karma

Karma in Buddhism

Karma in Buddhism Karma (karman, kamma) is a Sanskrit term that literally means “action” or “doing”. In the Buddhist tradition, karma refers to action driven by intention (cetanā) which leads to future consequences. Those intentions are considered to be the determining factor in the kind of rebirth in samsara, the cycle...

Rebirth in Buddhism

Rebirth in Buddhism Rebirth in Buddhism refers to its teaching that the actions of a person lead to a new existence after death, in endless cycles called saṃsāra.[1][2] This cycle is considered to be dukkha, unsatisfactory and painful. The cycle stops only if liberation is achieved by insight and the extinguishing of desire.[3][4] Rebirth is one of the foundational doctrines of Buddhism,...

Naraka in Jainism

Naraka in Jainism Naraka (नरक) is the realm of existence in Jain cosmology characterized by great suffering. Naraka is usually translated into English as “hell” or “purgatory”. However, Naraka differs from the hells of Abrahamic religions as souls are not sent to Naraka as the result of a divine judgment...

Karma in Jainism

Karma in Jainism Karma is the basic principle within an overarching psycho-cosmology in Jainism. Human moral actions form the basis of the transmigration of the soul (jīva). The soul is constrained to a cycle of rebirth, trapped within the temporal world (saṃsāra), until it finally achieves liberation (mokṣa). Liberation is achieved by following a path of...

The Theory of Karma

The Theory of Karma Karma is the law of moral causation. The theory of Karma is a fundamental doctrine in Buddhism. This belief was prevalent in India before the advent of the Buddha. Nevertheless, it was the Buddha who explained and formulated this doctrine in the complete form in which...

Samsara in Buddhism

Samsara in Buddhism Saṃsāra (samsara) in Buddhism is the beginningless cycle of repeated birth, mundane existence and dying again.[1] Samsara is considered to be dukkha, unsatisfactory and painful,[2] perpetuated by desire and avidya (ignorance), and the resulting karma.[3][4][5] Rebirths occur in six realms of existence, namely three good realms (heavenly, demi-god, human) and three evil realms (animal, ghosts, hellish)....

God in Jainism

God in Jainism In Jainism, godliness is said to be the inherent quality of every soul. This quality, however, is subdued by the soul’s association with karmic matter. All souls who have achieved the natural state of infinite bliss, infinite knowledge (kevala jnana), infinite power and infinite perception are regarded as God...

Jiva, Jainism

Jīva In Jainism

Jīva in Jainism The Jīva or Atman (आत्मन्) is a philosophical term used within Jainism to identify the soul.[1] As per the Jain cosmology, jīva or soul is the principle of sentience and is one of the tattvas or one of the fundamental substances forming part of the universe. The Jain metaphysics, states Jagmanderlal Jaini, divides the universe into two independent, everlasting, co-existing and uncreated...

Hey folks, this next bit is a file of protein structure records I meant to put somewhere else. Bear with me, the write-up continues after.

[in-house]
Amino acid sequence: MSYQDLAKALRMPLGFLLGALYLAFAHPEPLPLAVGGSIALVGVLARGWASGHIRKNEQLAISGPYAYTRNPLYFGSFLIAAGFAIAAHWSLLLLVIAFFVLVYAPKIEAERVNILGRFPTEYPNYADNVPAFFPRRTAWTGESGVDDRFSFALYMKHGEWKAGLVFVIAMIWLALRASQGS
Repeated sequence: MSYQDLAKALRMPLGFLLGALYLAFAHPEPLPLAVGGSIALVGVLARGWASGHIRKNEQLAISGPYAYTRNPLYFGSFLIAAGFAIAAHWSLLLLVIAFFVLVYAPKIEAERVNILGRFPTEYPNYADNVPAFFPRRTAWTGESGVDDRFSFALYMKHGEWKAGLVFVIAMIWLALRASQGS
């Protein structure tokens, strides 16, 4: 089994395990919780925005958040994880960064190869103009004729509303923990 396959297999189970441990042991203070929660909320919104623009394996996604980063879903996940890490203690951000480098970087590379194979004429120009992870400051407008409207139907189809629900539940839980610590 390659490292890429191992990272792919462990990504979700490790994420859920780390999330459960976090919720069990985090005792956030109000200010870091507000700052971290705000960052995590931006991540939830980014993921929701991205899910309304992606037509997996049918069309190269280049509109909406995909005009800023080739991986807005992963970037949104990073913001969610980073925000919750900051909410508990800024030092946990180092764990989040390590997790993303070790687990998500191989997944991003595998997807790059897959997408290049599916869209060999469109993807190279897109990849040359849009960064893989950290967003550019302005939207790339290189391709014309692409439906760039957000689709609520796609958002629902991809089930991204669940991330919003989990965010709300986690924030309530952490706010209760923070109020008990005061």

Anantarika-karma

Anantarika-karma Ānantarika-karma or ānantarika-kamma is a heinous crime that through karmic process brings immediate disaster.[1][2] They are called ‘anantarika’ because they are ‘an’ (without) ‘antara’ (interval), in other words the results immediately come to fruition in the next life, i.e. the participant goes straight to hell. These are considered so heinous that Buddhists and non-Buddhists must...

Shinto Concept Of Sin

Shinto Concept of Sin (Tsumi) and Impurity (Kegare) In Shinto, there is no concept of original sin or karma. But ancient Japanese considered all unhappy or unfortunate incidents, such as diseases or natural hazards, as sins. Yet, they were not the cause in the individual, but in external factors. And...

Buddhist Views On Sin

Buddhist Views On Sin There are a few differing Buddhist views on sin. American Zen author Brad Warner states that in Buddhism there is no concept of sin at all.[1][2] The Buddha Dharma Education Association also expressly states “The idea of sin or original sin has no place in Buddhism.”[3] Zen student and author Barbara O’Brien has said that...

Karma

What Is Karma? Karma means action, work or deed;[1] it also refers to the spiritual principle of cause and effect where intent and actions of an individual (cause) influence the future of that individual (effect).[2] Good intent and good deeds contribute to good karma and future happiness, while bad intent and bad deeds...

Afterlife in Indian Religions

Afterlife in Indian Religions Hinduism Upanishads describe reincarnation, or punarjanma (see also: samsara). The Bhagavat Gita, an important book for Hinduism, talks extensively about the afterlife. Here, the Lord Krishna says that just as a man discards his old clothes and wears new ones; similarly the soul discards the old...

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